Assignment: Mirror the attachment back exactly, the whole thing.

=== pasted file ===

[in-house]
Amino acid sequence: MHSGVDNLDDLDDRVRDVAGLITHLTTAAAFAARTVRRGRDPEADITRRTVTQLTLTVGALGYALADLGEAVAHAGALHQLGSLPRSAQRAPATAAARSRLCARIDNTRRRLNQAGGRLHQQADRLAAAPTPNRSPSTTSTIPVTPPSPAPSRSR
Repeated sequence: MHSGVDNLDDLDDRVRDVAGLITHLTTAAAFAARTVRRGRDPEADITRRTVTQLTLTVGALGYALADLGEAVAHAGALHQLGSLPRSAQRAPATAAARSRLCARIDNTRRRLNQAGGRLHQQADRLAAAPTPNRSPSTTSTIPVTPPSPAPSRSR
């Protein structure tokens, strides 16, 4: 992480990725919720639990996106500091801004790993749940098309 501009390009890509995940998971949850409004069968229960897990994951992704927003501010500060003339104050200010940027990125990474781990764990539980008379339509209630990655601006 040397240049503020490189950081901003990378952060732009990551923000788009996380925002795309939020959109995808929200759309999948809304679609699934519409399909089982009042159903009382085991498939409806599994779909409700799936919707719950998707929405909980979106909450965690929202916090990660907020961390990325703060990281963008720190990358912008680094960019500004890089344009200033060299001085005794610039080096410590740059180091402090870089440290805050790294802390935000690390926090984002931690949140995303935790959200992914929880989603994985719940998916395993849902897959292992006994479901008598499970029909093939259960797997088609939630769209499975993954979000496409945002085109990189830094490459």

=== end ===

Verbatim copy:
[in-house]
Amino acid sequence: MHSGVDNLDDLDDRVRDVAGLITHLTTAAAFAARTVRRGRDPEADITRRTVTQLTLTVGALGYALADLGEAVAHAGALHQLGSLPRSAQRAPATAAARSRLCARIDNTRRRLNQAGGRLHQQADRLAAAPTPNRSPSTTSTIPVTPPSPAPSRSR
Repeated sequence: MHSGVDNLDDLDDRVRDVAGLITHLTTAAAFAARTVRRGRDPEADITRRTVTQLTLTVGALGYALADLGEAVAHAGALHQLGSLPRSAQRAPATAAARSRLCARIDNTRRRLNQAGGRLHQQADRLAAAPTPNRSPSTTSTIPVTPPSPAPSRSR
């Protein structure tokens, strides 16, 4: 992480990725919720639990996106500091801004790993749940098309 501009390009890509995940998971949850409004069968229960897990994951992704927003501010500060003339104050200010940027990125990474781990764990539980008379339509209630990655601006 040397240049503020490189950081901003990378952060732009990551923000788009996380925002795309939020959109995808929200759309999948809304679609699934519409399909089982009042159903009382085991498939409806599994779909409700799936919707719950998707929405909980979106909450965690929202916090990660907020961390990325703060990281963008720190990358912008680094960019500004890089344009200033060299001085005794610039080096410590740059180091402090870089440290805050790294802390935000690390926090984002931690949140995303935790959200992914929880989603994985719940998916395993849902897959292992006994479901008598499970029909093939259960797997088609939630769209499975993954979000496409945002085109990189830094490459």